My Sunday Washington Post column discusses the lack of accountability of the Wall Street execs smashed and grabbed, destroyed their own firms, and crashed the economy. It also describes how to fix this issue: Putting an end to Wall Street’s ‘I’ll be gone, you’ll be gone’ bonuses.
Here’s an excerpt
“How did this happen? Some people blame excessive greed; others say crony capitalism is at fault. I believe we can sum it up in one word: Liability.
In recent years, there was no legal liability for extreme recklessness. Take a healthy company, roll the dice and if it comes up snake eyes, all you lose are your unvested stock options. Most management does not have significant capital at risk.
The cost for pushing a healthy firm into insolvency by excessive risk-taking is some snickering at the golf course. In terms of lost monies, it is minimal.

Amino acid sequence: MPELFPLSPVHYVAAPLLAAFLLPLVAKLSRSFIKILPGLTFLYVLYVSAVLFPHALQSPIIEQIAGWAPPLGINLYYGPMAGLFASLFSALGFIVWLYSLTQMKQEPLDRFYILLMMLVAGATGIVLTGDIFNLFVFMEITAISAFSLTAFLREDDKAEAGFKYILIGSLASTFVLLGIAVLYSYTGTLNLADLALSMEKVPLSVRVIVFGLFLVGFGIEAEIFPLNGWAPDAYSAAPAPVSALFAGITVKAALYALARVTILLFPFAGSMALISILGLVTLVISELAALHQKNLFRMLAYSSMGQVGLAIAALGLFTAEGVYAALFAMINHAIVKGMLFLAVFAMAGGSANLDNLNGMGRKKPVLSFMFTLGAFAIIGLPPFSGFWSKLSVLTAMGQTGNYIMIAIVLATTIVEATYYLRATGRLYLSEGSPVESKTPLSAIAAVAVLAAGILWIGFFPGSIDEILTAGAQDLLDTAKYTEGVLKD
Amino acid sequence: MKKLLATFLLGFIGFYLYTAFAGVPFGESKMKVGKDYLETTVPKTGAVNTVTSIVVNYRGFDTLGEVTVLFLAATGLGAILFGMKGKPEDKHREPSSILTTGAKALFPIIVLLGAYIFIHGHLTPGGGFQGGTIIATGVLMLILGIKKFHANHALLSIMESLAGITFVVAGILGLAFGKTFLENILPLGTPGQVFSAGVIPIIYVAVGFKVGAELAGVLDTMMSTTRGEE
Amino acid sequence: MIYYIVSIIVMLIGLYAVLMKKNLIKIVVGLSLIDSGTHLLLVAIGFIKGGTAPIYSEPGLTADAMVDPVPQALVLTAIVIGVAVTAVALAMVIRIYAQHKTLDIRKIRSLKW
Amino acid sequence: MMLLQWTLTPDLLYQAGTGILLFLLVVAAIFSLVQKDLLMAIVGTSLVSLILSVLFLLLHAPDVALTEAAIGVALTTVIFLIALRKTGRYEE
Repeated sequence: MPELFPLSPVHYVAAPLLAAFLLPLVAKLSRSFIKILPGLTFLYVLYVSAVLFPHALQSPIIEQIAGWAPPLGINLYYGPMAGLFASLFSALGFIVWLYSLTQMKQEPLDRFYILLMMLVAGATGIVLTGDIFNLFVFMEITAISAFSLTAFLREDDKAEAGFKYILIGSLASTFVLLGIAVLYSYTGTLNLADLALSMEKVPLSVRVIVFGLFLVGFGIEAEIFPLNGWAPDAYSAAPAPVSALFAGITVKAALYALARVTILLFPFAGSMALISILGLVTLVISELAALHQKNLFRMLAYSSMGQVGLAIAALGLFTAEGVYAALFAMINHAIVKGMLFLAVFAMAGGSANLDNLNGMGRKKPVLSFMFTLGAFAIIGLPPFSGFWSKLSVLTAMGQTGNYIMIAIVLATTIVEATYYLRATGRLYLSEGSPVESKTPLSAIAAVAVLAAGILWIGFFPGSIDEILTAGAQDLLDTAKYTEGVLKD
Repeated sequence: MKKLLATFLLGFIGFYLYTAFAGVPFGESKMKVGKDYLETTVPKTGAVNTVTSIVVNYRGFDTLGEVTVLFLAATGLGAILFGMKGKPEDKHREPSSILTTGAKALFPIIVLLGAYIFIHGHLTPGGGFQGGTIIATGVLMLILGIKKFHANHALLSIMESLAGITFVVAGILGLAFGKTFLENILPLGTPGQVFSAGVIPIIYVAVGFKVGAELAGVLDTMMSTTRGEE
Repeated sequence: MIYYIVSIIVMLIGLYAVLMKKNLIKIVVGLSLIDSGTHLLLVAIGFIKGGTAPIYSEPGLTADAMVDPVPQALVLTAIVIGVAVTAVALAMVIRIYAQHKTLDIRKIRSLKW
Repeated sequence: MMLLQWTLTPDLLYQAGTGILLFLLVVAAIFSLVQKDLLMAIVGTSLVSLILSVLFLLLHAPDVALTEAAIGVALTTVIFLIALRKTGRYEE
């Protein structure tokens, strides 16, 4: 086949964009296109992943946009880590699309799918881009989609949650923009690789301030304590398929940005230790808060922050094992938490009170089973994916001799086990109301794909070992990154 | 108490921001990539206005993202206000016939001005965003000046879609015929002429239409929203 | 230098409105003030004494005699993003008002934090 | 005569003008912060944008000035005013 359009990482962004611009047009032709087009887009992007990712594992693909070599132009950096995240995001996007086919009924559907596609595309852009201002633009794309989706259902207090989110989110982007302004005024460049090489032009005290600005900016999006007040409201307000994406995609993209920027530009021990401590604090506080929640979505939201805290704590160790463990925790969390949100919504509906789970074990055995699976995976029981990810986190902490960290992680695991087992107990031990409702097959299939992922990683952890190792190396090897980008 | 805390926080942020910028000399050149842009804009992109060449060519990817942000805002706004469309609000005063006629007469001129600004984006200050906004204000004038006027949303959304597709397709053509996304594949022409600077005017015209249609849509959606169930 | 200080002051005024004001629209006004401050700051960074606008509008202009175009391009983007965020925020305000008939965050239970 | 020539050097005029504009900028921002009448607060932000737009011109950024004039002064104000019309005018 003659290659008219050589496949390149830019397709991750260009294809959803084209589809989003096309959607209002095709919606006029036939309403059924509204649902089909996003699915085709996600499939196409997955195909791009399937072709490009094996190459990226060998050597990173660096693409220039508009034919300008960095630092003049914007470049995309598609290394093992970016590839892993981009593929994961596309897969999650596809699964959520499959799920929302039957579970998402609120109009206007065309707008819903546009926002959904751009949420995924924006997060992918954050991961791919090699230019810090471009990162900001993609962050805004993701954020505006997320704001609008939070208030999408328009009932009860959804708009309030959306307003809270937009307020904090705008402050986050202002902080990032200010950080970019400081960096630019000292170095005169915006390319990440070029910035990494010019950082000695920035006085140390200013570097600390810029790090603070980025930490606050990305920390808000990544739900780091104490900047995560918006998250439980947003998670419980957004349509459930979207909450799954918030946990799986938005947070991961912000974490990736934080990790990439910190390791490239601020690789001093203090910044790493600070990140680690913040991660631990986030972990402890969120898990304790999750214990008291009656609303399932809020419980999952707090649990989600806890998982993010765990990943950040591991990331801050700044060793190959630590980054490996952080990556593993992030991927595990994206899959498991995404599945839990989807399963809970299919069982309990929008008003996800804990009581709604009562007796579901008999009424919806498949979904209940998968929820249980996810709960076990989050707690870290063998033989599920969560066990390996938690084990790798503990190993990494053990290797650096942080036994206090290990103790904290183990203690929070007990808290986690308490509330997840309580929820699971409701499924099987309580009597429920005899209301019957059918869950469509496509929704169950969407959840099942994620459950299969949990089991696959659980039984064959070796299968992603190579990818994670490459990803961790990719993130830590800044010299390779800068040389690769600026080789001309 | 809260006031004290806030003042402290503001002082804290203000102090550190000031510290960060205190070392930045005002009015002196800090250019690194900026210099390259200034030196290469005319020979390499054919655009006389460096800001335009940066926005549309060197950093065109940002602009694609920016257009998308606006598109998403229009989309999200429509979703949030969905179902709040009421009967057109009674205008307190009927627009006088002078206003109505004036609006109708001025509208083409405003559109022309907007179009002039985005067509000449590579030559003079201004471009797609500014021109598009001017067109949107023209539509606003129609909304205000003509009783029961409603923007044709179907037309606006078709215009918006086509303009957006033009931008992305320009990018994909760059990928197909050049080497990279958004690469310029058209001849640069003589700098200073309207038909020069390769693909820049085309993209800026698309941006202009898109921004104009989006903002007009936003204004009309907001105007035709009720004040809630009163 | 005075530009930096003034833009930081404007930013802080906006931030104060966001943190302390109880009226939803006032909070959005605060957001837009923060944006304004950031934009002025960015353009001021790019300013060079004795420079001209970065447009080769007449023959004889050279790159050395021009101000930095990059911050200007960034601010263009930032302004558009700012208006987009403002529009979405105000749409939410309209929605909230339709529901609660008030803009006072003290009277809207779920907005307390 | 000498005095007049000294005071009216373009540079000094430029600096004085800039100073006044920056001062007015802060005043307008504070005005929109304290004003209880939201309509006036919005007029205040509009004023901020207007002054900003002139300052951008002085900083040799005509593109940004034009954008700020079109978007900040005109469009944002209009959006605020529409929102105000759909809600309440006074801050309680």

You might be surprised to learn that it was not always this way. Before these firms went public in the 1970s and 1980s, bank management had full liability for their firm’s losses. During the era of Wall Street partnerships, if employees were so reckless as to lose billions of dollars, the partners were on the hook for the full amount. This meant that after the firm was liquidated to pay its debts, the partners’ personal assets were next on the auction block: Houses, cars, boats, even watches were sold to satisfy the debt.”
Give the full column a once over.
By coincidence, in Saturday’s WSJ, Liz Rappapport had an article titled Lehman Probe Stalls; Chance of No Charges with this very helpful chart:
The need for liability for collapsing your firm in pursuit of bonuses driven by fraudulent profits is increasingly apparent . . .
Putting an end to Wall Street’s ‘I’ll be gone, you’ll be gone’ bonuses
Washington Post, March 12, 2011; 6:08 PM